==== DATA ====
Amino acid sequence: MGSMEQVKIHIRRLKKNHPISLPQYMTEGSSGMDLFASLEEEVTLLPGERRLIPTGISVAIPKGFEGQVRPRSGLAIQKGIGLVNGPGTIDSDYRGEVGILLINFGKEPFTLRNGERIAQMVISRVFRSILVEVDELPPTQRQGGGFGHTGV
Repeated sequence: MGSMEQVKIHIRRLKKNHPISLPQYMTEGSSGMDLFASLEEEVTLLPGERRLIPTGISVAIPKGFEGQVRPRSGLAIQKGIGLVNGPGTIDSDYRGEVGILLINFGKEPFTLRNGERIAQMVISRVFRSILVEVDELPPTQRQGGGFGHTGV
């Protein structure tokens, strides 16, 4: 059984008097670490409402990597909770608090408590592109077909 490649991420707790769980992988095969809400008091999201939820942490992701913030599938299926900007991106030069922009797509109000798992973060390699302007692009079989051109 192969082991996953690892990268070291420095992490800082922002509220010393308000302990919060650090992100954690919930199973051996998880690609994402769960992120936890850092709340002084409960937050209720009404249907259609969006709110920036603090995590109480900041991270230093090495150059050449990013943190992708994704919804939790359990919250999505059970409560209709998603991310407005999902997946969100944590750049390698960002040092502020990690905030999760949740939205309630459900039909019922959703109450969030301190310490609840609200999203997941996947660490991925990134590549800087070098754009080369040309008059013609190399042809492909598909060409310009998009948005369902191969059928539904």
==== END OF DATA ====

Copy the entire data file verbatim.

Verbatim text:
Amino acid sequence: MGSMEQVKIHIRRLKKNHPISLPQYMTEGSSGMDLFASLEEEVTLLPGERRLIPTGISVAIPKGFEGQVRPRSGLAIQKGIGLVNGPGTIDSDYRGEVGILLINFGKEPFTLRNGERIAQMVISRVFRSILVEVDELPPTQRQGGGFGHTGV
Repeated sequence: MGSMEQVKIHIRRLKKNHPISLPQYMTEGSSGMDLFASLEEEVTLLPGERRLIPTGISVAIPKGFEGQVRPRSGLAIQKGIGLVNGPGTIDSDYRGEVGILLINFGKEPFTLRNGERIAQMVISRVFRSILVEVDELPPTQRQGGGFGHTGV
């Protein structure tokens, strides 16, 4: 059984008097670490409402990597909770608090408590592109077909 490649991420707790769980992988095969809400008091999201939820942490992701913030599938299926900007991106030069922009797509109000798992973060390699302007692009079989051109 192969082991996953690892990268070291420095992490800082922002509220010393308000302990919060650090992100954690919930199973051996998880690609994402769960992120936890850092709340002084409960937050209720009404249907259609969006709110920036603090995590109480900041991270230093090495150059050449990013943190992708994704919804939790359990919250999505059970409560209709998603991310407005999902997946969100944590750049390698960002040092502020990690905030999760949740939205309630459900039909019922959703109450969030301190310490609840609200999203997941996947660490991925990134590549800087070098754009080369040309008059013609190399042809492909598909060409310009998009948005369902191969059928539904």